And with graphic design comes fonts. Fonts of every shape, size, style, and feel.
Fonts -- Yes, yes, I know
You have to buy fonts to use them--unless you can find them legitimately for free. But what can you do with them? What does it mean to have a "copyrighted font" at your disposal? I mean, if you read some of the legal documents it appears that all you can do it buy the font and look at it on your own computer and no where else (not even your other computer).
So I started digging. Here is what I have found:
- Fonts are technically "software" now which means:
- a) You can't give copies of it to others, or put it on another computer unless you have permission from the people who hold the copyright
- b) You can't modify the font or change the name as this would be like altering code
- c) You probably shouldn't embed a font into a document unless you're sure you're allowed to
- If you have any questions about what you can and can't do with a font, check the EULA (end user license agreement)
- Every EULA is radically different from all the others, so check the EULA if you have questions
- Seriously, no one can give any legal advice; the EULA is supreme
- ...it is impossible to find a copy of any font's EULA
Yep, that wasn't helpful.
Here is what I have concluded: If you have a license to use a font--and you do if you purchased a copy of Word, Photoshop, or paid for your computer's operating system (which is typically included in the price of your computer), or have downloaded a program/operating system legitimately for free (like a Linux distribution or GIMP), or have paid for a font you downloaded--then the following rules apply:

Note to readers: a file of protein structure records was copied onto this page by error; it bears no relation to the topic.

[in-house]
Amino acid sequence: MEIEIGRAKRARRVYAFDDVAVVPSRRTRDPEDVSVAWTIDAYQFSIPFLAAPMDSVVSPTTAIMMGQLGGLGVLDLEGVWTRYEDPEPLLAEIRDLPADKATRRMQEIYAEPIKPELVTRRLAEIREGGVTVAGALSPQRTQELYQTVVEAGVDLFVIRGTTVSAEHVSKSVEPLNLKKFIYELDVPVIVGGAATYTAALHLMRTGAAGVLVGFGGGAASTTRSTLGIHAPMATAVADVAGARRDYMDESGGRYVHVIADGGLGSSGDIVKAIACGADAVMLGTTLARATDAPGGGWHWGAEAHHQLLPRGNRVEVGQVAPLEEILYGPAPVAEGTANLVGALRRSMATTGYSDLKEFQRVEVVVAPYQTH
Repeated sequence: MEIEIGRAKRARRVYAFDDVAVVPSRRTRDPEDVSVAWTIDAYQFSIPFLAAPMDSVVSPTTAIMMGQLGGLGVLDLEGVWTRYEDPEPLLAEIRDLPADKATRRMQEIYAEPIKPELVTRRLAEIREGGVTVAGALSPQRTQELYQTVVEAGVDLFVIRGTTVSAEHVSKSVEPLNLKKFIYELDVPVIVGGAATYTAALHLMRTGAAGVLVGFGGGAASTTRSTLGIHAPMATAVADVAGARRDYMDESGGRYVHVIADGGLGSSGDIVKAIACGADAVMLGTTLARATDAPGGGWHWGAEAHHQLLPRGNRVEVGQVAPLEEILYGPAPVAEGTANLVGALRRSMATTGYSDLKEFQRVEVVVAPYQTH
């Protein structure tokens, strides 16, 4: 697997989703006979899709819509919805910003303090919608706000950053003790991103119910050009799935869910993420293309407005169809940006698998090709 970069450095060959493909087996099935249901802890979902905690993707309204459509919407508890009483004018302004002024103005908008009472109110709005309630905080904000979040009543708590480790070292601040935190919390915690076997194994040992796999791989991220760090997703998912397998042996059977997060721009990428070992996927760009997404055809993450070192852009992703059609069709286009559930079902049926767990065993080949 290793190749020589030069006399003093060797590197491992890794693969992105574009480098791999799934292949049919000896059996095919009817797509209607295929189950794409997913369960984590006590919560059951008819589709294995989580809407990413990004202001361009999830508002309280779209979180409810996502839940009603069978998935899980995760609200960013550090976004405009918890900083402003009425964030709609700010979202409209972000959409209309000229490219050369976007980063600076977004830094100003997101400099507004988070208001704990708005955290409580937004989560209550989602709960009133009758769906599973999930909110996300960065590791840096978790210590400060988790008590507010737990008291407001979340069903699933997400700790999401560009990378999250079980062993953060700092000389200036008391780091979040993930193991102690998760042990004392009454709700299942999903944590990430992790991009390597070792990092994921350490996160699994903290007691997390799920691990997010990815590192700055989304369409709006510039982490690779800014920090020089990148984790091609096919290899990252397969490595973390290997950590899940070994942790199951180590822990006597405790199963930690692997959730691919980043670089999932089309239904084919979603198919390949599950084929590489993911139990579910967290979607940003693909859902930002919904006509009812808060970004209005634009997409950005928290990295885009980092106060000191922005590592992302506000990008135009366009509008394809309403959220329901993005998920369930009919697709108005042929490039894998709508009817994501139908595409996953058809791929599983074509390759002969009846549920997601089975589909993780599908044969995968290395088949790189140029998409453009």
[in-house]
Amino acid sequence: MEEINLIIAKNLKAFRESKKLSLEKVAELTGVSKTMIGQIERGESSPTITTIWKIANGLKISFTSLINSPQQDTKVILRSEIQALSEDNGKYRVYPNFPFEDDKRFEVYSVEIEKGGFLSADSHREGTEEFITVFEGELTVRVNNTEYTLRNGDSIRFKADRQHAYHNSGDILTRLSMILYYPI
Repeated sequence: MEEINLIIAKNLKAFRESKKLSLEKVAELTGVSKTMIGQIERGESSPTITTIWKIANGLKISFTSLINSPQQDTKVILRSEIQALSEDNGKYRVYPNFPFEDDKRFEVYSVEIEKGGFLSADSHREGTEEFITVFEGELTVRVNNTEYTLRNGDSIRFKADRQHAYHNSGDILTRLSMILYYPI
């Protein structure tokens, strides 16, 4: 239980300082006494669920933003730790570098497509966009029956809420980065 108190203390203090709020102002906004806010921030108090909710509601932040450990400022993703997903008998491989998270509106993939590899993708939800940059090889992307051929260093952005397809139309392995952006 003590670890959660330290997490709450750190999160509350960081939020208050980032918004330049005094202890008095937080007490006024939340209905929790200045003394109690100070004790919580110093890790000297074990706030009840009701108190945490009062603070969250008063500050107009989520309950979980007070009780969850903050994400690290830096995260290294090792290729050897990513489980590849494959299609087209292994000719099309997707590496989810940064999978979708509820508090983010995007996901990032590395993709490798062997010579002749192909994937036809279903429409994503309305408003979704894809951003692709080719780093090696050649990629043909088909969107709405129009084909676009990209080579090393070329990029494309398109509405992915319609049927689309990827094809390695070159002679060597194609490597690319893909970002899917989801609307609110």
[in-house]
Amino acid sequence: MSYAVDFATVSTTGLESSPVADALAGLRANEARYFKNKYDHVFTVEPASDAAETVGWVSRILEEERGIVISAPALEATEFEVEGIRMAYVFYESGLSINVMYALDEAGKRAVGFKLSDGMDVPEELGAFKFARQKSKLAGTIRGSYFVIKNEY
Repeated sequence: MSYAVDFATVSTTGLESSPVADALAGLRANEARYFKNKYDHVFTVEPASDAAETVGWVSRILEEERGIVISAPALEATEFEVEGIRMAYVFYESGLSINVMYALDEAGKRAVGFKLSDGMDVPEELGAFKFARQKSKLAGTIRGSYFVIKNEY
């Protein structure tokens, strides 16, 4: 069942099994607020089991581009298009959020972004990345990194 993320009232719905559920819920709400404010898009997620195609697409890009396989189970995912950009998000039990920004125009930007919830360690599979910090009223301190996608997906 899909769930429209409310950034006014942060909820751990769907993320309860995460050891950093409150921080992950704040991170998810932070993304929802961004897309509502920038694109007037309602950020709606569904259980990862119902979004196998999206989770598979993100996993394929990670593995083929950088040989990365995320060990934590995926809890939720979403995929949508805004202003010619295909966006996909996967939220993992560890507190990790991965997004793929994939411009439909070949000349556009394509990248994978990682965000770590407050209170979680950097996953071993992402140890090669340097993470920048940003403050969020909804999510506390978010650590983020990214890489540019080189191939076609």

1. Do not share the font. Just like software and other digital media, you can't share, copy, or give away this font to anyone else.
2. Feel free to use the font. The big, scary copyright laws seem to have much more to do with protecting the font file, and less to do with how you can use that font file in your programs. For instance, yes, the EULA may say that you can't "modify the font" in any way--which would seem to imply that you can't take your Liquify tool and stretch the bottom of the "R" a little, but this is not the case. You just can't go into a font editing program, stretch the "R" a little and resave the font (as that would be a derivative work).
So, near as I can tell: Feel free to use the fonts in your programs however you like to make logos, header images, layouts, and other fun images. It is absolutely within your licensed right to do so.
Your Media Production Mentor